65. 65. ANTI-ARRHYTMICS
  66. 66. Overview • I. INa (fast sodium channels; inhibition) • 1A: Procainamide, quinidine, disopyramide • 1B: Lidocaine, Mexiletine, Phenytoin, Tocainide • 1C: Encainide, Flecainide, Propafenone • II. Beta-adrenergic receptor antagonists (Ca channels all cells) • Esmolol, Metoprolol, Propanolol, Acebutolol • III. Delayed rectifiers (K channels, inhibition) • Amiodarone, Sotalol, Dronedarone, Dofetilide, Ibutilide • IV. Calcium channels • Diltiazem • Verapamil • Others • Adenosine: adenosine A1 receptors (agonist) • Digoxin: Na/K ATPase blocker • MgSO4
  67. 67. Rate vs. Rhythm Control • Rate control consists of restoring the ventricular rate to normal which, usually, restores hemodynamic stability. This may be achieved by rendering the AV node more refractory (less excitable) using pharmacological agents such as beta-blockers or calcium channel blockers. • Rhythm control means returning the heart rate to sinus rhythm, i.e. under the sole control of the SA node. This is more difficult to achieve pharmacologically. • Class I and III target rhythm in the SA node, while all classes can target rate
  68. 68. Hypoxia • 1. During hypoxia, ATP production is insufficient  Dysfunction of of the Na/K ATPase  potassium equilibrium potential ++++ and the diastolic potential +++  enhanced propensity to get activated inappropriately. • 2. Hypoxia-induced depolarization  fast sodium channels remain inactive during diastole  fewer channels can open during phase 0 of the action potential  membrane potential changes more slowly (reduced dV/dt)  AP propagates more slowly along the ventricle. • Increased spontaneous activation potential + the slowing of the action potential in and around an ischemic area can lead to reentry.
  69. 69. Cholinergic Stimulation • Cholinergic receptor stimulation (muscarinic) produces much the same effects in the SA and AV node but their consequences on heart function are different. • A. Shared effects of cholinergic receptor stimulation in the SA and AV node: • Combined inhibition of If and activation of I K,Ach decreases the rate of diastolic depolarization • Decreased calcium current  phase 0 dV/dt is smaller and threshold of the AP is higher • B. Consequences of these actions in the SA node: • If inhibition, activation of I K,ACh plus increase in AP threshold slows down the action potential frequency causing bradycardia (negative chronotropic effect). • The reduction of phase 0 dV/dt is unimportant functionally. • BRADYCARDIA • C. Consequences of the actions of ACh in the AV node: • Decrease in phase 0 dV/dt slows action potential velocity and increases atrio-ventricular delay. • Slower diastolic depolarization + increase of the AP threshold  AV node less excitable. • LOWER EXCITABILITY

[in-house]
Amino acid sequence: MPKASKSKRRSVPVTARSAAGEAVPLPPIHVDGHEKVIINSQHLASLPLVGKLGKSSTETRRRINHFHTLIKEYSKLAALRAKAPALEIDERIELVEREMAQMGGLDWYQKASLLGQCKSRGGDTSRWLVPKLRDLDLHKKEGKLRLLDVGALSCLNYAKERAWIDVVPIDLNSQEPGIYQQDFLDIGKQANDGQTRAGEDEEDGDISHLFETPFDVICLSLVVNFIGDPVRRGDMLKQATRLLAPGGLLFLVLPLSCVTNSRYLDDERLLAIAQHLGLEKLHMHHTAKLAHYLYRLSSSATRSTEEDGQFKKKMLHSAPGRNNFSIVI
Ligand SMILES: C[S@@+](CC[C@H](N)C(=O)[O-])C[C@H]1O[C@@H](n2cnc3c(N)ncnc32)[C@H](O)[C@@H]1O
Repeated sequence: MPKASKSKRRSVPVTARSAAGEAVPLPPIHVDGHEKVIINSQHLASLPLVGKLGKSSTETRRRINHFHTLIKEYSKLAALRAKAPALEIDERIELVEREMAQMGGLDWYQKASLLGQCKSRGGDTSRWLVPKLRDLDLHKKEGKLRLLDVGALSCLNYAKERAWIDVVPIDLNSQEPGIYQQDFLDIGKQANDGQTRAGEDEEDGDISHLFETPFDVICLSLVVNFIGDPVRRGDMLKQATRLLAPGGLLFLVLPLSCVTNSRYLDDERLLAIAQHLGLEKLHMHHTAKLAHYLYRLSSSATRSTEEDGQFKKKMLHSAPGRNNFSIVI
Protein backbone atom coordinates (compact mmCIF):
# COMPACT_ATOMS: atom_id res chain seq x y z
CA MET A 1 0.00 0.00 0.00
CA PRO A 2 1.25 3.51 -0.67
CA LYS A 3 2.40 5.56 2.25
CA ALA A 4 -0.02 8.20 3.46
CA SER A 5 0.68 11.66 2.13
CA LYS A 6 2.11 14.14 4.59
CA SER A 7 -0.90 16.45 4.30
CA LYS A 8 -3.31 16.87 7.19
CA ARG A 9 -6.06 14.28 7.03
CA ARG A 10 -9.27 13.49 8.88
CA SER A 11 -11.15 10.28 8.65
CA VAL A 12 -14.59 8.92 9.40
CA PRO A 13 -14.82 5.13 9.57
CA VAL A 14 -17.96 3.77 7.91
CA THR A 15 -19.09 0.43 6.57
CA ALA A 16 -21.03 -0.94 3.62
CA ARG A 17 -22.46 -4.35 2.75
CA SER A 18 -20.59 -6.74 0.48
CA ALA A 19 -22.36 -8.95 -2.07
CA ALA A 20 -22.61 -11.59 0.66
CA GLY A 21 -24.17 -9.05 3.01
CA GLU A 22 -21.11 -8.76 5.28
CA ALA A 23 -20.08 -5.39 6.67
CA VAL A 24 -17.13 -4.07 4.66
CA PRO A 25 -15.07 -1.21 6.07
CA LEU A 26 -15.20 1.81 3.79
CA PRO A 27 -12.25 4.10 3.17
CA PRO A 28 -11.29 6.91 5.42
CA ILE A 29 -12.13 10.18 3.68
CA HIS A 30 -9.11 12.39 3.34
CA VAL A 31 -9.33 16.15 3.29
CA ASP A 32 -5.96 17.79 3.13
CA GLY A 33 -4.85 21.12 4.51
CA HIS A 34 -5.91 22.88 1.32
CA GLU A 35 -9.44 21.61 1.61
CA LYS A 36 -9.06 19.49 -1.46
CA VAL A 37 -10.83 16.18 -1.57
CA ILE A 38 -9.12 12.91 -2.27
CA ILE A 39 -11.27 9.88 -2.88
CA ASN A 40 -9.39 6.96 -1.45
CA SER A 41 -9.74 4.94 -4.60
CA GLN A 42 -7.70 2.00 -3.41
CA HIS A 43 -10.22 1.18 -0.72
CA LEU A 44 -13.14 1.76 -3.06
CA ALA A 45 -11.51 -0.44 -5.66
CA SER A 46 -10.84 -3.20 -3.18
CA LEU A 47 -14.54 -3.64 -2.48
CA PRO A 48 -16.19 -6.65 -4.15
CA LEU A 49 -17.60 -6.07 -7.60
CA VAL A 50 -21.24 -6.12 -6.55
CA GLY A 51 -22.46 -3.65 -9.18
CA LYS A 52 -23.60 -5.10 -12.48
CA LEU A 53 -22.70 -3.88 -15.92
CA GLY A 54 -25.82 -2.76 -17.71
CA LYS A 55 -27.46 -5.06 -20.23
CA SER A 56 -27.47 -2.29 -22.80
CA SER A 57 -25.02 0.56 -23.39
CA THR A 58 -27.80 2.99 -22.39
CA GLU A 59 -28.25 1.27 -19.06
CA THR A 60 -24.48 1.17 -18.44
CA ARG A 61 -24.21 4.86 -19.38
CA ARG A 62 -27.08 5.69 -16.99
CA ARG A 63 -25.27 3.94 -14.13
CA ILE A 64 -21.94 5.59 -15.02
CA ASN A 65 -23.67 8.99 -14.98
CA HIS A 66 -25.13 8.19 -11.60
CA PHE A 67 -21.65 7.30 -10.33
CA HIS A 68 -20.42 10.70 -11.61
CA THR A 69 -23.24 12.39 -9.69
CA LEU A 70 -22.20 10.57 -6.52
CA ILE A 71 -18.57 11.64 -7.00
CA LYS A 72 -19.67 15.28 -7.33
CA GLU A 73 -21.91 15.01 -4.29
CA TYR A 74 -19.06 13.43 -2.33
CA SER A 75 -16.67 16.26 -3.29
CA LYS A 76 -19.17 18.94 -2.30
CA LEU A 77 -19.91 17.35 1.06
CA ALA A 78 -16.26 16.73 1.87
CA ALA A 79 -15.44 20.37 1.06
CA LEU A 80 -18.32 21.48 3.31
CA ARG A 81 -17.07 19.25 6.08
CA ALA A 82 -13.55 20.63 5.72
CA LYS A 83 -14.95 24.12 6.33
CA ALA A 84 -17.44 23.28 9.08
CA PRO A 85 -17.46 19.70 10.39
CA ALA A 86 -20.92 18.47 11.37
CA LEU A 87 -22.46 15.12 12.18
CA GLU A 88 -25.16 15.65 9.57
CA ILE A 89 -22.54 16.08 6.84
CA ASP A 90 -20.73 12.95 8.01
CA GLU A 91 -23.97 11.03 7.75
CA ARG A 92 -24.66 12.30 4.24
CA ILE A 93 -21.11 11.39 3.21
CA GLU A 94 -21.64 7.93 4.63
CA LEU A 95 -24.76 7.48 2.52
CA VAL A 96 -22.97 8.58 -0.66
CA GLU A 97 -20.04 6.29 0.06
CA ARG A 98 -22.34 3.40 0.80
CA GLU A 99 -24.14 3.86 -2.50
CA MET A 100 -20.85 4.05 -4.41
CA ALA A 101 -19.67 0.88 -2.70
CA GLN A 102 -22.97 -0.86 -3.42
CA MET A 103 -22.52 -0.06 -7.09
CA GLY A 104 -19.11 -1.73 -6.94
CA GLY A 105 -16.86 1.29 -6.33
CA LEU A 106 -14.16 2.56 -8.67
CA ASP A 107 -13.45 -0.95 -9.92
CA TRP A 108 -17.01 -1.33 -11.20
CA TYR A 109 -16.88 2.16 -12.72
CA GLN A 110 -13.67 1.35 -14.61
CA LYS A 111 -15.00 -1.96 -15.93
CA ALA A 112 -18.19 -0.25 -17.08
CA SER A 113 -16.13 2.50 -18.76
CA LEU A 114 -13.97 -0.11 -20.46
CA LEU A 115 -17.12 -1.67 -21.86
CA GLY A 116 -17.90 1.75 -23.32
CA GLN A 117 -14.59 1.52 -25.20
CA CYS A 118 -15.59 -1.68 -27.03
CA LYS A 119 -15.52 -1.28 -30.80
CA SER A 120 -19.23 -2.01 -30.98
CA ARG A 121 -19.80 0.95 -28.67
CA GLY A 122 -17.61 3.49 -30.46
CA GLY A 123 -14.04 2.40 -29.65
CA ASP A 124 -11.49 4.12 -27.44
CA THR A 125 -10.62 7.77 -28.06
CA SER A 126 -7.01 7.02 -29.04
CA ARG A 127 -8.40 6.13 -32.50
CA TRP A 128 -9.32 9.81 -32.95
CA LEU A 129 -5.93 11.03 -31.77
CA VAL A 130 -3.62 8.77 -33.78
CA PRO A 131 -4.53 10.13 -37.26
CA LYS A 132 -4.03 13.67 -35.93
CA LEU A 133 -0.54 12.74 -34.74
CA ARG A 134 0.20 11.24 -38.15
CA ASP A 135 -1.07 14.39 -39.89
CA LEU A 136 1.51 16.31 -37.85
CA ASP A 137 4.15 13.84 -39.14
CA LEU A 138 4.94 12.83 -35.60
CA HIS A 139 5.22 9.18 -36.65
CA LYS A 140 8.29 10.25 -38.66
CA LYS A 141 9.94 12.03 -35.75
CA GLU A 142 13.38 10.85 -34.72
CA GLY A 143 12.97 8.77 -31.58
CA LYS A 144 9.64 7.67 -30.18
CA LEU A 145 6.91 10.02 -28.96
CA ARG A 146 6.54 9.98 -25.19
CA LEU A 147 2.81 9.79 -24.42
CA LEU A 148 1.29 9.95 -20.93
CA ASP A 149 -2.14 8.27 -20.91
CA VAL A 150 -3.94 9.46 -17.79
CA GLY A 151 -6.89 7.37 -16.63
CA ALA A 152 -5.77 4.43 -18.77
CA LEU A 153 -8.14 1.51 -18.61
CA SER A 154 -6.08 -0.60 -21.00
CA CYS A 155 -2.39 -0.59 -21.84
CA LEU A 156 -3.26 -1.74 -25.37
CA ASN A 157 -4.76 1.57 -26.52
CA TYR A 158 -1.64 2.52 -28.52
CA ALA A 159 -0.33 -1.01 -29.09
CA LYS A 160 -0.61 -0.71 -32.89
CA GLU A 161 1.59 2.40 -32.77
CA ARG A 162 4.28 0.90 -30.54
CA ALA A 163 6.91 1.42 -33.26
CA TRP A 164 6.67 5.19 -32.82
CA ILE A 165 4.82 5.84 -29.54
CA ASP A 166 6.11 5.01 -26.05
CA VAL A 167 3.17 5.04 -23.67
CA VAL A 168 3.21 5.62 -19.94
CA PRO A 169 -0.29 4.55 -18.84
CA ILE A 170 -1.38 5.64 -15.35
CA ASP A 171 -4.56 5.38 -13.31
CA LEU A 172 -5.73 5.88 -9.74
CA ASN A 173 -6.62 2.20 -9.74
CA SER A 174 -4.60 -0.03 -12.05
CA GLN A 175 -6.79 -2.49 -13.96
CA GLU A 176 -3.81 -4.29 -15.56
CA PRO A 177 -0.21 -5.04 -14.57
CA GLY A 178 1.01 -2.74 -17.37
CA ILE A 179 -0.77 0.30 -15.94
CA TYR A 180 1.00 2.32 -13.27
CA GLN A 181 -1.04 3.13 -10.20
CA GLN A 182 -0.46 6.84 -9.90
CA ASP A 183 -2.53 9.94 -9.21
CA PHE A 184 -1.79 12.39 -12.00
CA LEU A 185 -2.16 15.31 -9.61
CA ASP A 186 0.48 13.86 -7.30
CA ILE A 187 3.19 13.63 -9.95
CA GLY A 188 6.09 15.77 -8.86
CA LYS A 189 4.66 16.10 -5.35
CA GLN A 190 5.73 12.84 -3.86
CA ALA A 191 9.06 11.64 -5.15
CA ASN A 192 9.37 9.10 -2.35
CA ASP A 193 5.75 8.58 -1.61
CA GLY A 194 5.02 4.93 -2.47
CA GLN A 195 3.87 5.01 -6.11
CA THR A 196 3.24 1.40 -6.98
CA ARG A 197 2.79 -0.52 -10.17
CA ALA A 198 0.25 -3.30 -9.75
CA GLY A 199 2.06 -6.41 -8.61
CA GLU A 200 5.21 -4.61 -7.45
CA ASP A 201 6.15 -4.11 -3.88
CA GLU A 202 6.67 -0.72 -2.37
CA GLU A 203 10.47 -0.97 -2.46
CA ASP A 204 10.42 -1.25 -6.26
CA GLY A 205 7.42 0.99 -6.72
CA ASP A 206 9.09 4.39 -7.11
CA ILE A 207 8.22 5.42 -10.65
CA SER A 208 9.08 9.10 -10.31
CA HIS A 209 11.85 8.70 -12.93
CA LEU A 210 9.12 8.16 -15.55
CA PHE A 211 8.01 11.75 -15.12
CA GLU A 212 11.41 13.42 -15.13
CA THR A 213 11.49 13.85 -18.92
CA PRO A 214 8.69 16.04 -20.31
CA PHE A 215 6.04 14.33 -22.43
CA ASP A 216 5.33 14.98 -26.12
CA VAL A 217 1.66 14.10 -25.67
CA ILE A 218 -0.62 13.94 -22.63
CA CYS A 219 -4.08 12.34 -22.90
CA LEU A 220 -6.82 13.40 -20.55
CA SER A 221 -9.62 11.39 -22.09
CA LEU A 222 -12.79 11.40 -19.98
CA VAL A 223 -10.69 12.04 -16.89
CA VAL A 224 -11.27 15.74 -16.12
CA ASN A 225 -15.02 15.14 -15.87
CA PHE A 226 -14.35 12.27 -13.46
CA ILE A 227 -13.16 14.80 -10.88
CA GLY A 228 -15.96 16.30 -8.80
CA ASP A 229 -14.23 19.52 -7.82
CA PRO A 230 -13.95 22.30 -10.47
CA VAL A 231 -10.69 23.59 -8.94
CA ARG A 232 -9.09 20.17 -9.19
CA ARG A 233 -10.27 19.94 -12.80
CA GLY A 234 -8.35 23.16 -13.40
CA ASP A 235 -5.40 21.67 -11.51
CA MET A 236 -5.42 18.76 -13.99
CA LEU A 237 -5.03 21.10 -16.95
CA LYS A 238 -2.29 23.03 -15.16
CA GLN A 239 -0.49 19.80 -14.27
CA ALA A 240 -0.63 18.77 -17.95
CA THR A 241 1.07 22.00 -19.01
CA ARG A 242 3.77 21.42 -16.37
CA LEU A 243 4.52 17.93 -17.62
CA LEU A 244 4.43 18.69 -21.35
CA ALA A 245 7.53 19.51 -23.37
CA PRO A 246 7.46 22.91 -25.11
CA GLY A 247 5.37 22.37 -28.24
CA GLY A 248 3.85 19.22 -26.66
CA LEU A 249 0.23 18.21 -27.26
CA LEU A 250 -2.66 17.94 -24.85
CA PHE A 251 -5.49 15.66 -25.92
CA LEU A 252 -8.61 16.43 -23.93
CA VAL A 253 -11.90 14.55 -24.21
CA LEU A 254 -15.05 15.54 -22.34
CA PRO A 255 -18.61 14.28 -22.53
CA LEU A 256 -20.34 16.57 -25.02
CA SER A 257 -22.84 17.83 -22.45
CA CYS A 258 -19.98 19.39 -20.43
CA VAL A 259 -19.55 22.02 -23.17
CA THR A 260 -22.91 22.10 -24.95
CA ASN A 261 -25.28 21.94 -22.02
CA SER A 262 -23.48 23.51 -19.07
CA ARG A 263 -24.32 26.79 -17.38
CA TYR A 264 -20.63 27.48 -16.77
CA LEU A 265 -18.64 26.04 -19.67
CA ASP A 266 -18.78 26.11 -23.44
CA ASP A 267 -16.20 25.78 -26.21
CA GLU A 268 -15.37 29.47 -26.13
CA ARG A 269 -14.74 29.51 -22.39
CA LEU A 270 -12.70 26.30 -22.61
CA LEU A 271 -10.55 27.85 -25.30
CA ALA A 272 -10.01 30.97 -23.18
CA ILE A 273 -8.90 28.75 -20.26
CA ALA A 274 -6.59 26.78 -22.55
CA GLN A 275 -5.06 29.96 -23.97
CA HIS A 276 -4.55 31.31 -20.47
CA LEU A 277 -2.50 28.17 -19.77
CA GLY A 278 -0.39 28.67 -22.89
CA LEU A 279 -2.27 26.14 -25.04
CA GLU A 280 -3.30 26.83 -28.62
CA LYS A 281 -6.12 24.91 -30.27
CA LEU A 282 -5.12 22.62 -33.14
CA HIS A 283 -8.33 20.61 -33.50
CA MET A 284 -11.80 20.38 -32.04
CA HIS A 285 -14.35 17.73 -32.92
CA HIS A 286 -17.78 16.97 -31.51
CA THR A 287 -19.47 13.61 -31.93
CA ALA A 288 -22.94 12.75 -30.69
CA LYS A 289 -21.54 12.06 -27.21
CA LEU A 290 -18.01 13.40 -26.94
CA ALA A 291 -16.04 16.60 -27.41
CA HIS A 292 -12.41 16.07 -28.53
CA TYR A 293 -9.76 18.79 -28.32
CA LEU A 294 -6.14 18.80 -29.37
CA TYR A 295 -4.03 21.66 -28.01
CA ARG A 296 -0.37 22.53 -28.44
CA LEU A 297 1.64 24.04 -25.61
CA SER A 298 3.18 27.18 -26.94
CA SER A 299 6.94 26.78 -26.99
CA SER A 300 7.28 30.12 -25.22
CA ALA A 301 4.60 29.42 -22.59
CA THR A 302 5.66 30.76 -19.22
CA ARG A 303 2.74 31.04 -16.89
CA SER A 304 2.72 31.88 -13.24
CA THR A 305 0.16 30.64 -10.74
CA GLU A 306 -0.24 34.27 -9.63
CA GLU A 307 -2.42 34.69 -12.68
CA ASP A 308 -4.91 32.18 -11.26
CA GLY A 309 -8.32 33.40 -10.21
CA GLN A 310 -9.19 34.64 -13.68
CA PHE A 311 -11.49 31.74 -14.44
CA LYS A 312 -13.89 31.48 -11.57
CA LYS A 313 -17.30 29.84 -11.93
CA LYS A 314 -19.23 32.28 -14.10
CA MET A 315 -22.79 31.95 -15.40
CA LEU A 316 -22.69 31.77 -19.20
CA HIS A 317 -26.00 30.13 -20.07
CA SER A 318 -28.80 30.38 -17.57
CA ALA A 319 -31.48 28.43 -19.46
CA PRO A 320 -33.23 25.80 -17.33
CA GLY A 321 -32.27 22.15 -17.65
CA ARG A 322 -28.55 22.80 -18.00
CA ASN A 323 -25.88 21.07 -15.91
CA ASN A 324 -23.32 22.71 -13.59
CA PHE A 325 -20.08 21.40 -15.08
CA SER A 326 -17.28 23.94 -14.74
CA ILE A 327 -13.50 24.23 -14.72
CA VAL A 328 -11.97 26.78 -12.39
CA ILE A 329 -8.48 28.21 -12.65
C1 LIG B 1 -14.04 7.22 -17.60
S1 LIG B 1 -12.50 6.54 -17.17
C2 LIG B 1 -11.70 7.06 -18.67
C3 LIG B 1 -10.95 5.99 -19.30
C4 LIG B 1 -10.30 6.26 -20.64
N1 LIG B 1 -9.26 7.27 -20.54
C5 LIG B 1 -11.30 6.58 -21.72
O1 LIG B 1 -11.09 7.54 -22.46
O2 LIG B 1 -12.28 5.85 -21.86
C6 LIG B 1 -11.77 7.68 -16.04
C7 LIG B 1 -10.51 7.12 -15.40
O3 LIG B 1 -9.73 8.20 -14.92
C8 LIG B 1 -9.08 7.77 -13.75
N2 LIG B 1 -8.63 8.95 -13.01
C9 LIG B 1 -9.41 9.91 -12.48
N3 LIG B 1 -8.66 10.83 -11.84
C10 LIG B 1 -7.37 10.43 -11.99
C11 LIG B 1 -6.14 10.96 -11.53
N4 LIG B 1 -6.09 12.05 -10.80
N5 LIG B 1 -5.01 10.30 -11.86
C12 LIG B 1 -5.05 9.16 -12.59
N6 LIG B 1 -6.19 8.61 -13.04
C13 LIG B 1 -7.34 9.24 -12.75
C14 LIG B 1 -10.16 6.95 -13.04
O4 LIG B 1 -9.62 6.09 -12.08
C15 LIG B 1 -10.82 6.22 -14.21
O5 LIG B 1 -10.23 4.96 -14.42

70. 70. Sympathetic Stimulation • Beta1-adrenergic receptor stimulation of the heart occurs naturally during exercise and emotional stress because of a rise in sympathetic tone. • A. Shared effects of Beta1-adrenergic receptor stimulation in the SA and AV node: • Activation of If and increased rate of diastolic depolarization (phase 4) • Increased ICa (calcium current)  phase 0 dV/dt is larger and AP threshold is lower • B. Consequence of these actions in the SA node: • If activation plus lowering of AP threshold speeds up the AP frequency (tachycardia, positive chronotropic effect). • Increase in phase 0 dV/dt within the SA node is inconsequential for cardiac physiology. • C. Consequences of these actions in the AV node: • Increase in phase 0 dV/dt speeds up action potential velocity and reduces AV delay (positive dromotropic effect). • Rapid diastolic depolarization plus the lowering of the AP threshold renders the AV node more excitable.